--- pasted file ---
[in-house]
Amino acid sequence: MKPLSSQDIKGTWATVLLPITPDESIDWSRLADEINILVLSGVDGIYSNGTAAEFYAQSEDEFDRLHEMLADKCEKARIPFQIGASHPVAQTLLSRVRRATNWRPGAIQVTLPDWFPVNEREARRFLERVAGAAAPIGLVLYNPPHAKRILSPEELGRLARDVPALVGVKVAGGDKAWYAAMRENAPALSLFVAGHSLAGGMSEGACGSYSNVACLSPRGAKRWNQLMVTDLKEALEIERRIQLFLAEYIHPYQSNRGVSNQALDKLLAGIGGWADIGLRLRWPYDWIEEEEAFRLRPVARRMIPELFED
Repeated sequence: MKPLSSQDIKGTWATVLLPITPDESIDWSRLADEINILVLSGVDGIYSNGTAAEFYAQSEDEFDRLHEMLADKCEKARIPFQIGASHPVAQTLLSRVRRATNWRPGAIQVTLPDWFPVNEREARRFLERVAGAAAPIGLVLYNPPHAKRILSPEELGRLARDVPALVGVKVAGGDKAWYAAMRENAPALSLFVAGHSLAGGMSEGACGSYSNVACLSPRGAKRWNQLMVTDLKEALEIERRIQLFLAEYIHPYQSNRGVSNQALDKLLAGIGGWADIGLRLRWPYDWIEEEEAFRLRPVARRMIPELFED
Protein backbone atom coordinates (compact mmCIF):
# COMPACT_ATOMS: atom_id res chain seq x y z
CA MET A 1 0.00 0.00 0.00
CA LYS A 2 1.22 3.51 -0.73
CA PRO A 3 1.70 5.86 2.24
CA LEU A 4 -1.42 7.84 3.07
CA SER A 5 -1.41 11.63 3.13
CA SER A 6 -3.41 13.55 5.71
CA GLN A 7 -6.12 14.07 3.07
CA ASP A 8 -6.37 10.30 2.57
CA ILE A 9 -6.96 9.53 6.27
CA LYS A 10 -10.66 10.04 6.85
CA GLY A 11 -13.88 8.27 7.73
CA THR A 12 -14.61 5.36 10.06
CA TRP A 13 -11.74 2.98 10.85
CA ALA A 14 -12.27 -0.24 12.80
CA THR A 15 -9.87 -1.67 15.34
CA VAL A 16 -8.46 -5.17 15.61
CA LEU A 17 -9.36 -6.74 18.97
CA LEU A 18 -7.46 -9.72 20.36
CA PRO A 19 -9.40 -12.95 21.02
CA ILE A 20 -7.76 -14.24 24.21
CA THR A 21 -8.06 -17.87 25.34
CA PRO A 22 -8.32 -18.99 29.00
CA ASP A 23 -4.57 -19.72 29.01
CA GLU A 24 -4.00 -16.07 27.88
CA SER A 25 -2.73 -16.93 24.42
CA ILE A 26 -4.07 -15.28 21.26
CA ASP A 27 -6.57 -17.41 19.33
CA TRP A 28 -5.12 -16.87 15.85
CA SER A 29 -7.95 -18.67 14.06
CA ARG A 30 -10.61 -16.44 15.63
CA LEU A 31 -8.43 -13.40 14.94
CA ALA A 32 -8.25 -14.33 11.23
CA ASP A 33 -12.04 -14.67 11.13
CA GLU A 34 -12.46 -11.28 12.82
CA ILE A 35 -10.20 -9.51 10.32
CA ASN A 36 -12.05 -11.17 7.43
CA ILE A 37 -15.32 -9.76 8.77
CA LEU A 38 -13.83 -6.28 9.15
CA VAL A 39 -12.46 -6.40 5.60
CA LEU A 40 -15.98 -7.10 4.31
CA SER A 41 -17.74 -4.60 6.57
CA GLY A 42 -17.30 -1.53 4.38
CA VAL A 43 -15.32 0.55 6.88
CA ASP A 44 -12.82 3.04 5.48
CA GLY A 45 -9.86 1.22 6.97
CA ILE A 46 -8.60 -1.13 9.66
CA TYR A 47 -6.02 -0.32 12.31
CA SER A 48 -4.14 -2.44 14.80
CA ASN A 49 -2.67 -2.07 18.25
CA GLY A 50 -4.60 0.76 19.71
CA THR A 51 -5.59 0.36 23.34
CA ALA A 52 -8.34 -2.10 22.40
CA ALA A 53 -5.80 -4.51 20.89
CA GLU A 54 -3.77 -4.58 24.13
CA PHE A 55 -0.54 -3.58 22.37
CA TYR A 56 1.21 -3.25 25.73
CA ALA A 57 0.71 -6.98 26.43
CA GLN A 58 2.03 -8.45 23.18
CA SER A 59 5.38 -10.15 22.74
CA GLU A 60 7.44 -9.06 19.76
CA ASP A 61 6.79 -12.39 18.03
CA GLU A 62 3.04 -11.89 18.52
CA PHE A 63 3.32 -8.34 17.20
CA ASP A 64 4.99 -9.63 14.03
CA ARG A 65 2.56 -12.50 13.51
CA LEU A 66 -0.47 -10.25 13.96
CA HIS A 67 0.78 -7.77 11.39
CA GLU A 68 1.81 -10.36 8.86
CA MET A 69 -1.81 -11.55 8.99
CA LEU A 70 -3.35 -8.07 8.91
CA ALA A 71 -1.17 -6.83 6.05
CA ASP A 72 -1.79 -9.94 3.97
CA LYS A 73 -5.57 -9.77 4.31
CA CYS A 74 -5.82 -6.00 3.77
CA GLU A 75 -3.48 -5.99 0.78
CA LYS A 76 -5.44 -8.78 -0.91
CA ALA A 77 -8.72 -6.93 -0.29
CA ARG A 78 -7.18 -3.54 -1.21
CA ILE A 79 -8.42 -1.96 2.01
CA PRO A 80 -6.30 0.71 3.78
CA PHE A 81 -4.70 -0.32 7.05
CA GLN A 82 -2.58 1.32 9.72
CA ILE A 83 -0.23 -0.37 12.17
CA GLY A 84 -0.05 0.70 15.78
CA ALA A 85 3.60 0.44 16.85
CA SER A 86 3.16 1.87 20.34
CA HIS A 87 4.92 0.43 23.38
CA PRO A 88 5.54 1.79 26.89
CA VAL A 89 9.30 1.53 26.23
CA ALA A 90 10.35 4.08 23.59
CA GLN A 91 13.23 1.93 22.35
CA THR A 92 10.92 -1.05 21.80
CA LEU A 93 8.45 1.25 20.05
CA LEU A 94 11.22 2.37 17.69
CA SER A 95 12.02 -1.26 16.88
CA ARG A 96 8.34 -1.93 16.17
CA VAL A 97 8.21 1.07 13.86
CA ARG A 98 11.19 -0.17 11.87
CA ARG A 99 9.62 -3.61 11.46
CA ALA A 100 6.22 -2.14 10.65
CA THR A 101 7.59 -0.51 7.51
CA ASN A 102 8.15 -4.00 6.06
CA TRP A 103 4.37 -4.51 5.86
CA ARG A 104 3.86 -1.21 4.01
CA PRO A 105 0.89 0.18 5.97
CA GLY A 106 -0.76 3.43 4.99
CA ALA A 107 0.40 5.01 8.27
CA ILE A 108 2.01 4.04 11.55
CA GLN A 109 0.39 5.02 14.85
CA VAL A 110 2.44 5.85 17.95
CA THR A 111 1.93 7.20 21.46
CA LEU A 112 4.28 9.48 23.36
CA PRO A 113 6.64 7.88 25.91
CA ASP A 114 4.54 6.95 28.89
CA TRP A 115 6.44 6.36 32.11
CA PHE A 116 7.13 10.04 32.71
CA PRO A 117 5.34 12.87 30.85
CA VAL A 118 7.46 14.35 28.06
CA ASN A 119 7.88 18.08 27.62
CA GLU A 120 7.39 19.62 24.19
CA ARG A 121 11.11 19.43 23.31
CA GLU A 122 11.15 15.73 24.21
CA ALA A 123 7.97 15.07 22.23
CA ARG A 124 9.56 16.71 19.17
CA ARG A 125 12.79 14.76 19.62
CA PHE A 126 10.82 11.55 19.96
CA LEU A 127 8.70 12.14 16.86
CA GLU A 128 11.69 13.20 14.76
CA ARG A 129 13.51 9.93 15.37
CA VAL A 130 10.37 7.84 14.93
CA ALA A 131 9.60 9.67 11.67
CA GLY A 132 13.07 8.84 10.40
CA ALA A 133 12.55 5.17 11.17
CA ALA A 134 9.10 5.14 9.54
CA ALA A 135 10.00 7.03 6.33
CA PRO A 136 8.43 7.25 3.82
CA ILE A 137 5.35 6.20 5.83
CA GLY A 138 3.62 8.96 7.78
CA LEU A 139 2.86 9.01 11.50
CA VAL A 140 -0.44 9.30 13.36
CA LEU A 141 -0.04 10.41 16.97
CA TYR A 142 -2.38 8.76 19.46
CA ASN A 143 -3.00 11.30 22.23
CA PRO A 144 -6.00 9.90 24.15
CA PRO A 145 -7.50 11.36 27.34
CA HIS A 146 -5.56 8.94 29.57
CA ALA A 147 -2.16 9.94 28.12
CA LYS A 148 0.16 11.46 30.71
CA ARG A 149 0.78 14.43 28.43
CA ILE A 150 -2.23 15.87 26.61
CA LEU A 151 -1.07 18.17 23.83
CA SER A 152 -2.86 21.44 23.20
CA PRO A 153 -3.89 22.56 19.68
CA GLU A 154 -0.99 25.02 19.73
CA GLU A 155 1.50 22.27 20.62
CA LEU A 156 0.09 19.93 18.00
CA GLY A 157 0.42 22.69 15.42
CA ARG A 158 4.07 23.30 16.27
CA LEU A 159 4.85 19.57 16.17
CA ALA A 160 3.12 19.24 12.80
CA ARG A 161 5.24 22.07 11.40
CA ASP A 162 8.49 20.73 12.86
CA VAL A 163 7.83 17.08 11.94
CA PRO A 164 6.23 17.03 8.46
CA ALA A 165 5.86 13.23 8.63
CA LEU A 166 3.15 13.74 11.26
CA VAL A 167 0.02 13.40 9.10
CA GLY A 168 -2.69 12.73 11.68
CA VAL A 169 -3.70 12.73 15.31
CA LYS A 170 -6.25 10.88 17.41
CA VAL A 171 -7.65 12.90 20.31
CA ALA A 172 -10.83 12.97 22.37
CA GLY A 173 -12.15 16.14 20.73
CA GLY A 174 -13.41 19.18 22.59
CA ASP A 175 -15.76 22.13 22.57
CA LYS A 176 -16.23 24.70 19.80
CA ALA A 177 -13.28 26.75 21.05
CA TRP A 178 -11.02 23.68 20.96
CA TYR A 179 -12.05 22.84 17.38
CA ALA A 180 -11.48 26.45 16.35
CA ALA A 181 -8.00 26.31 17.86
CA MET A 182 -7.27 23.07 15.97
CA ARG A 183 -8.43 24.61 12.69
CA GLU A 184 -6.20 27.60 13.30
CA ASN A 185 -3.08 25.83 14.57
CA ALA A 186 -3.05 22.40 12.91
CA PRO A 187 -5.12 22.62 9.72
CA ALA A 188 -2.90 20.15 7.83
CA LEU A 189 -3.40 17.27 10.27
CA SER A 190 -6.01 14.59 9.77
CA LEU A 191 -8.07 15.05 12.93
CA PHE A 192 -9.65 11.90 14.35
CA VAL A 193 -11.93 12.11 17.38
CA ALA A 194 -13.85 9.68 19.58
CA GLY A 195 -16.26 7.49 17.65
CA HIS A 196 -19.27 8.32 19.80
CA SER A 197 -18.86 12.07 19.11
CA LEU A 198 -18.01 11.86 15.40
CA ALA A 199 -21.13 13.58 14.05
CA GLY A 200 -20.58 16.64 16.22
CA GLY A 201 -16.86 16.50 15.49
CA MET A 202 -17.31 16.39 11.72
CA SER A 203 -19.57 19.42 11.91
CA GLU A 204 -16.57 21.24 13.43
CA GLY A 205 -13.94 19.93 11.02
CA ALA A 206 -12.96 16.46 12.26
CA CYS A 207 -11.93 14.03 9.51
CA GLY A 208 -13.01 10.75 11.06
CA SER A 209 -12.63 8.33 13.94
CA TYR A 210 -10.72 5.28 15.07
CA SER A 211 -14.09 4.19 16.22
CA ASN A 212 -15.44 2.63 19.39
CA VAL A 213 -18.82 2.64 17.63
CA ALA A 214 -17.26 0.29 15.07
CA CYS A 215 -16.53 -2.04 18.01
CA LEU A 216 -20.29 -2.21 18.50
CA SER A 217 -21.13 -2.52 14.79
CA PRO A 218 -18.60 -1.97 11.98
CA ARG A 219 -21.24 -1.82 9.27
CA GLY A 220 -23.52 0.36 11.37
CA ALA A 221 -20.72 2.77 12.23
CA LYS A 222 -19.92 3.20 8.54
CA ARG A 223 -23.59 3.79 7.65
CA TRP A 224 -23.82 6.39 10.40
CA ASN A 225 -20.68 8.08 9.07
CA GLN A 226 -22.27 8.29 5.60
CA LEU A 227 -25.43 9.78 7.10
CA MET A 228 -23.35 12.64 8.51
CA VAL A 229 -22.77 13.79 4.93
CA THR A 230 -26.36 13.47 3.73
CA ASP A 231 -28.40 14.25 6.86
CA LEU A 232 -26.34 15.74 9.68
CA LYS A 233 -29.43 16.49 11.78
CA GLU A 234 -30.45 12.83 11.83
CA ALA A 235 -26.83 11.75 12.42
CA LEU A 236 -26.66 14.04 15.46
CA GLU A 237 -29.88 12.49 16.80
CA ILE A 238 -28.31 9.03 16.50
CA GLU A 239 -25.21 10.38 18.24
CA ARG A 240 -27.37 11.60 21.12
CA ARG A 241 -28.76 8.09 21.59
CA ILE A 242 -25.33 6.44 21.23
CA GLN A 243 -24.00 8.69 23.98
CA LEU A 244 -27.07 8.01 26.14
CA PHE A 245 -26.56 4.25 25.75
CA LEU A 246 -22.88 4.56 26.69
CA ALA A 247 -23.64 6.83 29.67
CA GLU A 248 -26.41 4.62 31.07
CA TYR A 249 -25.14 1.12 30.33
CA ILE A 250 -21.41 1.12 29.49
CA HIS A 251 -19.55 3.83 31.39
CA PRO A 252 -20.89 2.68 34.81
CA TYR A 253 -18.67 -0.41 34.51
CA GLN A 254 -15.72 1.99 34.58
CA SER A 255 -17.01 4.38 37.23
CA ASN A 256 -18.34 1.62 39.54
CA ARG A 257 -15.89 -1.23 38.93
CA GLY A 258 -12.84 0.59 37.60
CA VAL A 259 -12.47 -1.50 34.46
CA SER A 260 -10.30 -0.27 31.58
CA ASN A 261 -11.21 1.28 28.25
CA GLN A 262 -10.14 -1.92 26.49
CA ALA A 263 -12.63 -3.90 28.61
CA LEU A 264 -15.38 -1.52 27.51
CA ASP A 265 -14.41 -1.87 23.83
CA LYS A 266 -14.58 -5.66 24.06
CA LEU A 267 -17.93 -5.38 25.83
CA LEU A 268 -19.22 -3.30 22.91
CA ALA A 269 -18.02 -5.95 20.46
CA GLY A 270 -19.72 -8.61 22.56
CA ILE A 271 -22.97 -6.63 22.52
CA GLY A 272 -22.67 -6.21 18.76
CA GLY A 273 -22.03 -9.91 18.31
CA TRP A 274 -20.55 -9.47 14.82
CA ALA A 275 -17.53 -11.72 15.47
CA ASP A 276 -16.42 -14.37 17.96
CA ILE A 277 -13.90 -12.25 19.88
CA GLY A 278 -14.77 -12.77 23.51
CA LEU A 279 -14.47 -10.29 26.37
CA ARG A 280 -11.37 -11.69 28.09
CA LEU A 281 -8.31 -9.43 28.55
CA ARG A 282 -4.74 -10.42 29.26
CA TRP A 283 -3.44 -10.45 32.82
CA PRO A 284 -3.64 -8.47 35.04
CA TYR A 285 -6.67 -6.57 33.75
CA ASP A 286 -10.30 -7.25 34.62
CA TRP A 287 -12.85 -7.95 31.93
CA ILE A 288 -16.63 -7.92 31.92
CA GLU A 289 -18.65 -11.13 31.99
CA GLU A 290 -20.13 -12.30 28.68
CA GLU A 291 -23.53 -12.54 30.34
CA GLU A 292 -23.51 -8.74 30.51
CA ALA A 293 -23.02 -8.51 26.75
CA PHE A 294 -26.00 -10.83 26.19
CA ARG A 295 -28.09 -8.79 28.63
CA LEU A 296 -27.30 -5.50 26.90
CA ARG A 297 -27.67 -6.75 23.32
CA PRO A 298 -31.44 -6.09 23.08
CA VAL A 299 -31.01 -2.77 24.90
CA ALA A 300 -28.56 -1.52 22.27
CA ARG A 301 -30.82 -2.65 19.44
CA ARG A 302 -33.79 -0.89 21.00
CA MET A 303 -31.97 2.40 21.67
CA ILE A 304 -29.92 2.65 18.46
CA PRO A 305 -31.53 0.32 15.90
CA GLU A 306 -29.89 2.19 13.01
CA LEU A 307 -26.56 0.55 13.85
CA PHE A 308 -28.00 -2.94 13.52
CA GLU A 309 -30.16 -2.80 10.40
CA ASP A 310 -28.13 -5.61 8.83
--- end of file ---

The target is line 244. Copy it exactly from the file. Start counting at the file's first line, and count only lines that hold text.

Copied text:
CA GLU A 239 -25.21 10.38 18.24